In a first step all city or town places are linked to lit areas extended with specific water areas [1]. Then the zones are split into city_block objects, i.e. areas surrounded by streets — some of the polygons will be real city blocks, others will be border areas (the “city” part is not really true here - even a hamlet could in osm2city get divided into several city_blocks). The city blocks take over the land-use type (type can be non-osm if generated and therefore without real meaning).

Finally depending on the place type and the distance to the centroid a given city block has, it is assigned one of the following settlement types:

  • centre: the centre of a city (not available for towns). Max distance = population^(1/2)
  • block: an area in the center of a city, where streets define blocks, and the buildings within the blocks most often are apartment like buildings, where the facades are aligned with the street and most often buildings are connected. Max distance = population^(5/8).
  • dense: an area with dense population mostly living in apartments, but the apartment houses are not necessarily connected. Max distance = population^(2/3).
  • periphery: an area with mostly (detached) houses. Outside of max distance for dense.

There is also settlement type rural, which is the default for all those building zones, which re not within a lit area that is linked to a city or town place. In theory the main difference between periphery and rural is the ratio between a property’s lot size and the floor plan, where in rural regions the same family house size typically has more surrounding ground.

Please be aware that there is no “science” behind the chosen concentric ring radii and the settlement types. It is just a heuristic / an observation that the farther away from the city centre you get, the less dense the area. Also the settlement area is “some” function of the population (and the commuting workers into a city/town from outside are neglected). Also in some areas of the world densities are higher. This can be corrected with a linear parameter. The population is taken as is from OSM - if missing a parametrised default population is used.

The following table shows the resulting radii in metres for some example population sizes:

Place Population Centre Block Dense
Town 10 000 n/a 316 464
Town 50 000 n/a 864 1357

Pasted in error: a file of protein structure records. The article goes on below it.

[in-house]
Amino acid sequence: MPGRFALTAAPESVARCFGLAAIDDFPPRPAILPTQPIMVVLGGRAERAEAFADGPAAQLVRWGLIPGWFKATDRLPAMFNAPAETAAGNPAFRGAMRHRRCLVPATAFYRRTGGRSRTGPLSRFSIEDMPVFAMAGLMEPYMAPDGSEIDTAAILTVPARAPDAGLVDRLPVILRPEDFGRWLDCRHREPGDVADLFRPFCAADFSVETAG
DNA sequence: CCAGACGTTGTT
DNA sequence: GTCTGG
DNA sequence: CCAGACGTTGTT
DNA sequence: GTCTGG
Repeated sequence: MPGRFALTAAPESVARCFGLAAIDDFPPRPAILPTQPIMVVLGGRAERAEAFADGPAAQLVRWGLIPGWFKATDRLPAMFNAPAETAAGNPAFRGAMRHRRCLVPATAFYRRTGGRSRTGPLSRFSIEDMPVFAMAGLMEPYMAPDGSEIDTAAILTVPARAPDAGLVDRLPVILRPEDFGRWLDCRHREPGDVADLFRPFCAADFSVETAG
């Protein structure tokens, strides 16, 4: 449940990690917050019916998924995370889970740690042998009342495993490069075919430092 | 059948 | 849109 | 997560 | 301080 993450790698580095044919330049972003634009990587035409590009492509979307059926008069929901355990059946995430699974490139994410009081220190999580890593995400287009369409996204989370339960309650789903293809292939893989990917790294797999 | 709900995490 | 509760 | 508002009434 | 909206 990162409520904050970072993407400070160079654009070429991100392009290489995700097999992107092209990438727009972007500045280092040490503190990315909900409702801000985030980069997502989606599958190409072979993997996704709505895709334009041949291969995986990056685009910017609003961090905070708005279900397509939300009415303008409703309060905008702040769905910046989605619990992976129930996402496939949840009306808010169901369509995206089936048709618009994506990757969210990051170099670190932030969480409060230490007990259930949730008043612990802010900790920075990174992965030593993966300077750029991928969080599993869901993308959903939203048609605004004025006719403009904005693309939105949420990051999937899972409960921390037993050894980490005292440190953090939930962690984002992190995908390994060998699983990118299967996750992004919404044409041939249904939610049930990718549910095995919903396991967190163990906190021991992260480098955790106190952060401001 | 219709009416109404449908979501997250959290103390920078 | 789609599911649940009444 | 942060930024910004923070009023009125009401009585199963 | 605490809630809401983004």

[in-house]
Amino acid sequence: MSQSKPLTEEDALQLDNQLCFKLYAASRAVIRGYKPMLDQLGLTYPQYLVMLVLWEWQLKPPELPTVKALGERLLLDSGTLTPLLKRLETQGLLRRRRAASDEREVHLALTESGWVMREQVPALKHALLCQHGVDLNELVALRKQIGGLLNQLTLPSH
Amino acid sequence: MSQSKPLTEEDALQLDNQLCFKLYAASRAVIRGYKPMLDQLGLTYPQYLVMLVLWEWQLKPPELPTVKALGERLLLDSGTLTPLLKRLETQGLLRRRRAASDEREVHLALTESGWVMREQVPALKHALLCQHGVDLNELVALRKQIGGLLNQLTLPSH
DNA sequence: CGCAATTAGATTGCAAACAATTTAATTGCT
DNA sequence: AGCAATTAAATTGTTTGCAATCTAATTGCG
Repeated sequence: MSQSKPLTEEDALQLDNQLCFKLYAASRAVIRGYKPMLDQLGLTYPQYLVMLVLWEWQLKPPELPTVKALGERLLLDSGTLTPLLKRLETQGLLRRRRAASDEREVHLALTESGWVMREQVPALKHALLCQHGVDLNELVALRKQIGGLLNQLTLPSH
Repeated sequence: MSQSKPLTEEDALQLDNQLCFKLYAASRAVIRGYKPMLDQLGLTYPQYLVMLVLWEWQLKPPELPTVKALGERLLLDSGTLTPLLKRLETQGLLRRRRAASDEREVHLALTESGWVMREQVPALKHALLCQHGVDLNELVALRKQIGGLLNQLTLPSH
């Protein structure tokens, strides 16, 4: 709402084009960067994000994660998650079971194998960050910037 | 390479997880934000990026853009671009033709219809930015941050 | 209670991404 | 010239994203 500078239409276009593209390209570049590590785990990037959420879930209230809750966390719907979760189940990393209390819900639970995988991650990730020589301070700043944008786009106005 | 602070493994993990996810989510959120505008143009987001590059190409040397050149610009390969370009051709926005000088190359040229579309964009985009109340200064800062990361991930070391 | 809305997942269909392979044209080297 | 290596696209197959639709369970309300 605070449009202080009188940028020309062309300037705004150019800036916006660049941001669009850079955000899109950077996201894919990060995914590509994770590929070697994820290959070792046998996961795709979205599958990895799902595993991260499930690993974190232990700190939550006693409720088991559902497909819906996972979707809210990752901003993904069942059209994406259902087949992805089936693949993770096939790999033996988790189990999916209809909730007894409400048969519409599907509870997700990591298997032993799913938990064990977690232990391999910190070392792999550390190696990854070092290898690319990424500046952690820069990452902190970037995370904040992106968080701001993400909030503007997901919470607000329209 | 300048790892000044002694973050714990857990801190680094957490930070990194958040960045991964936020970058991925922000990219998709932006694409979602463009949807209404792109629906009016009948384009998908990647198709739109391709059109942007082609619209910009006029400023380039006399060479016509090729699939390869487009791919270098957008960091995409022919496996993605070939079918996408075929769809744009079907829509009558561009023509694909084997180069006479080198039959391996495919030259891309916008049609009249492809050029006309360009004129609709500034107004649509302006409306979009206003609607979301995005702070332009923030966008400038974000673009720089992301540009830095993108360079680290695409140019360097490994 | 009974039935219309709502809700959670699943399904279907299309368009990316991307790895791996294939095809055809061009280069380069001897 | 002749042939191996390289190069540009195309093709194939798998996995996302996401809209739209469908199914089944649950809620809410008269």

City 100 000 316 1334 2154
City 200 000 447 2056 3419
City 1 000 000 1000 5623 10000

I.e. all city blocks linked to building zones are tested against these circles and if intersecting/within, then the most “centric” one is linked to the city block.

The following plots illustrate this around tile with 3088986 LSZH, where in most plots the city centre of Zurich is in the lower left corner and the smaller city of Winterthur is in the upper right corner.

Lit areas:

_images/lit_areas_lszh.png

Settlement types (blue: centre, green: block, matenta: dense, yellow: periphery, grey: rural, brown: farmyard)

_images/settlement_types_lszh.png

Pattern of city blocks:

_images/city_blocks_lszh.png
[1]In cities like Copenhagen, Prague, Amsterdam, New York etc. larger water areas split the city. And that would make it look like the zones on the other side of the water area are not part of the city anymore. To make sure that this is still the case OSM data for water areas (river, canal, moat and riverbank) are added to the clustering to simulate continuous city areas.

Generate Would-Be Buildings

This is the core operation of the OWBB library. It generates buildings at probable places based on land-use zones, existing buildings and a set of parameters. At the core of the algorithm all streets within land-use zones are followed and to the left and right spots are searched for, where there would be place for an additional building — the building type being a function of the land-use zone, other buildings, street type and a set of parameters.

As an example the following picture shows generated buildings (yellow) based on land-use zones as defined in the previous chapter.

_images/would_be_buildings.png

Roofs

The following are some pointers to how roofs work, and in particular code in roofs.py.

Node numbering for gambrel roof type:

_images/roof_gambrel.jpg

Aerodromes

Data for runways and helipads are read from the apt.dat file in $FG_ROOT/Airports/apt.dat.gz. This information is used to avoid having crossing OSM roads to be visible and potentially creating a considerable bump when a plane rolls over.

Data for airport boundaries are also read from the apt.dat file (not all airports have information about boundaries). This data is then merged with OSM data for aeroway=aerodrome (again not all airports might be modelled with a zone). The resulting land-use is making sure that buildings within these zones will look more like airport buildings: using flat roofs (unless the roof type is explicitely modelled in OSM) and using a modern facade texture. Also: no buildings are generated inside zones for aerodromes.